An Overview of Object-Relational Mapping (ORM)

It is no secret that RDBMS' are the most common type of databases in a majority of organizations today when compared to other formats (e.g. object-oriented, hierarchical, network).

A majority of the software applications that use relational database and OO languages end up writing code to map the relational model to the OO model. This can involve anything from cumbersome mapping code (because of the use of embedded SQL or SP calls) to heavy-handed technology, such as EJB's entity beans.

Because most of us seem to like both relational databases and OO, Object-Relational Mapping (ORM) has become a natural choice for working with POJOs (plain old Java objects), especially if you don't need the distributed and secure execution of EJB's entity beans (which also map object attributes to relational database fields).

Although you still need to map the relational model to the OO model, the mapping is typically done outside of the programming language, such as in XML files. Also, once this mapping is done for a given class, you can use instances of this class throughout your applications as POJOs. For example, you can use a save method for a given object and the underlying ORM framework will persist the data for you instead of you having to write tedious INSERT or UPDATE statements using JDBC.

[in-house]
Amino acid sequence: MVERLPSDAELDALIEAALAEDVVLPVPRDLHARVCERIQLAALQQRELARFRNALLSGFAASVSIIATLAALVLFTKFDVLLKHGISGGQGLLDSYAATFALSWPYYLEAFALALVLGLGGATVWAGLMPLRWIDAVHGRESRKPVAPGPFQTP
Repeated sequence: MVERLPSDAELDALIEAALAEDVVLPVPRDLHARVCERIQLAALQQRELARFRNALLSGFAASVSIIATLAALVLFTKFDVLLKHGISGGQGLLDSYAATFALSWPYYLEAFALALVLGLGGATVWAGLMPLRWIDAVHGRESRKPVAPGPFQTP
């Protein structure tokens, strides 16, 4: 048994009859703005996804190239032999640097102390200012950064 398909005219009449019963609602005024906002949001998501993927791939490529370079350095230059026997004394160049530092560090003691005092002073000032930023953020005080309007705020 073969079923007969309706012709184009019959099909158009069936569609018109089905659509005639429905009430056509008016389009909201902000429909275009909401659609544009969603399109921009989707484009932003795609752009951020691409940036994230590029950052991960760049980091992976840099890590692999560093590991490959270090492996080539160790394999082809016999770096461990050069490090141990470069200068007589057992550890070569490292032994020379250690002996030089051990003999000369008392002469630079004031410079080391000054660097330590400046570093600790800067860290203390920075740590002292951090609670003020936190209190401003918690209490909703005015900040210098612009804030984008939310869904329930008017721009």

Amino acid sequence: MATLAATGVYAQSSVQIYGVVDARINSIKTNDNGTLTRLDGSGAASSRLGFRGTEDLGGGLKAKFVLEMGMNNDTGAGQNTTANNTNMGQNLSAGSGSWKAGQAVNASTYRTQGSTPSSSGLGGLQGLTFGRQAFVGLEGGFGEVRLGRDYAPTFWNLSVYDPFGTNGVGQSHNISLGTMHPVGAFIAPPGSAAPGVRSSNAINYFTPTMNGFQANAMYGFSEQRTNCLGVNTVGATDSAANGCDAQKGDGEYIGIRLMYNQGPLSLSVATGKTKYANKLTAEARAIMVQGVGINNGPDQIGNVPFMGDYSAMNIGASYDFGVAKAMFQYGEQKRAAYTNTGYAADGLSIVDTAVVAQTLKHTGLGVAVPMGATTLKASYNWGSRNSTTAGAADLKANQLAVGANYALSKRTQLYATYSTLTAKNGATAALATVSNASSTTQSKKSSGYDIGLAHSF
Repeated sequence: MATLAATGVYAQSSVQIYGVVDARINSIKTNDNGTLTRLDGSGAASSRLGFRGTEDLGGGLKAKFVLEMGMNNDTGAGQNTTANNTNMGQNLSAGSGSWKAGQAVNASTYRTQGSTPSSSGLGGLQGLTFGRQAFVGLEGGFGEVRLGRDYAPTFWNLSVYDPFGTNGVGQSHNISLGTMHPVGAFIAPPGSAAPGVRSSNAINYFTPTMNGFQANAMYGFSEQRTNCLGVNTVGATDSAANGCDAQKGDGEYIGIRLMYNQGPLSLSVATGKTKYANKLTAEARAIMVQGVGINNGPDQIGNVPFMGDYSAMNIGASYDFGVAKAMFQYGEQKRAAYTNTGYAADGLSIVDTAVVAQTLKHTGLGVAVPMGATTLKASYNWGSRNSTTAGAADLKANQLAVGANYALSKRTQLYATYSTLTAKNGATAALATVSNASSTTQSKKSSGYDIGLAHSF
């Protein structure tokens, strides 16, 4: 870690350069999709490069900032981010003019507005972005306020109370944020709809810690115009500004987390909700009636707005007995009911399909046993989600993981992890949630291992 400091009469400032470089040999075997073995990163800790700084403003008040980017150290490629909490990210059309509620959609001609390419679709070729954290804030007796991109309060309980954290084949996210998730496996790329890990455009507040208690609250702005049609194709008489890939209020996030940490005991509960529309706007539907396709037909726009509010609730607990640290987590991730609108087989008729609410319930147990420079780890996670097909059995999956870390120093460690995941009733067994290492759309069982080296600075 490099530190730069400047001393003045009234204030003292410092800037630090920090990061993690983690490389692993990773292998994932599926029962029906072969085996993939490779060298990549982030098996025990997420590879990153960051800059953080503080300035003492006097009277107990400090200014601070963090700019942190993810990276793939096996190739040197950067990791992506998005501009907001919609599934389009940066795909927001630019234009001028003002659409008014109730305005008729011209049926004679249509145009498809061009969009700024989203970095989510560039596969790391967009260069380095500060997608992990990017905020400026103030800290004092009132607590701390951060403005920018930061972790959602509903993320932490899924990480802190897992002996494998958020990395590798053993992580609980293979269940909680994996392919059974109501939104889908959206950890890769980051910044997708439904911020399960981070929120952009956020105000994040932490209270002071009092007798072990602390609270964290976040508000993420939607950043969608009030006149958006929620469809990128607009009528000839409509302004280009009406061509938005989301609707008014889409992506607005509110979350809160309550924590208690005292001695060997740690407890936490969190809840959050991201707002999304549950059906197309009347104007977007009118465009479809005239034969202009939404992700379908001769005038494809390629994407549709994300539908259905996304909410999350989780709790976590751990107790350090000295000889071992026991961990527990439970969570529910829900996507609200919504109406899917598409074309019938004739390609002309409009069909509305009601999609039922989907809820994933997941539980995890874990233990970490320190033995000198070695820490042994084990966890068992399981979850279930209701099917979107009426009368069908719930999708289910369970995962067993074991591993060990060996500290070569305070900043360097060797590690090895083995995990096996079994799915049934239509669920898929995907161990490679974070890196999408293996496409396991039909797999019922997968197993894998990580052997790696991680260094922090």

Hibernate is one such ORM framework. Hibernate also supports the EJB 3.0 standard, so should you need to move to EJB 3.0, it'll be an easy transition (in fact, EJB 3.0 is based on many of the concepts and techniques found in Hibernate). EJB 3.0, as you might already know, aims to simplify working with EJB technology. However, if you do not need the many services provided by EJB technology, you can use the Hibernate core technology by itself (without needing a big EJB container product such as an application server).


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